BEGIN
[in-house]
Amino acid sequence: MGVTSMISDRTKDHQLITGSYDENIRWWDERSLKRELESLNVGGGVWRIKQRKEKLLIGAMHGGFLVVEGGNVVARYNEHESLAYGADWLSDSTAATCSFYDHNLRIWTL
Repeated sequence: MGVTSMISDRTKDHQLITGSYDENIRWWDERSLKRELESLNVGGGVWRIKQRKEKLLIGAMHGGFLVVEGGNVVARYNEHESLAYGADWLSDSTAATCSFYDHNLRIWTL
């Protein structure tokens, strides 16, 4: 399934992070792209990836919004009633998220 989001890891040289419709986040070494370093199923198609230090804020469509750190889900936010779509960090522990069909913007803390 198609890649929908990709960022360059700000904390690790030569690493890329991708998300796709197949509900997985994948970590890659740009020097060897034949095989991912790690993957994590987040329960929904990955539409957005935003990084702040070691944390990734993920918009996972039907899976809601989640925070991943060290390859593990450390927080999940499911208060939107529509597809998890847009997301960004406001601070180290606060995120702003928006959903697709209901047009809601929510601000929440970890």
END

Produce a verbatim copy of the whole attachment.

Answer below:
[in-house]
Amino acid sequence: MGVTSMISDRTKDHQLITGSYDENIRWWDERSLKRELESLNVGGGVWRIKQRKEKLLIGAMHGGFLVVEGGNVVARYNEHESLAYGADWLSDSTAATCSFYDHNLRIWTL
Repeated sequence: MGVTSMISDRTKDHQLITGSYDENIRWWDERSLKRELESLNVGGGVWRIKQRKEKLLIGAMHGGFLVVEGGNVVARYNEHESLAYGADWLSDSTAATCSFYDHNLRIWTL
């Protein structure tokens, strides 16, 4: 399934992070792209990836919004009633998220 989001890891040289419709986040070494370093199923198609230090804020469509750190889900936010779509960090522990069909913007803390 198609890649929908990709960022360059700000904390690790030569690493890329991708998300796709197949509900997985994948970590890659740009020097060897034949095989991912790690993957994590987040329960929904990955539409957005935003990084702040070691944390990734993920918009996972039907899976809601989640925070991943060290390859593990450390927080999940499911208060939107529509597809998890847009997301960004406001601070180290606060995120702003928006959903697709209901047009809601929510601000929440970890």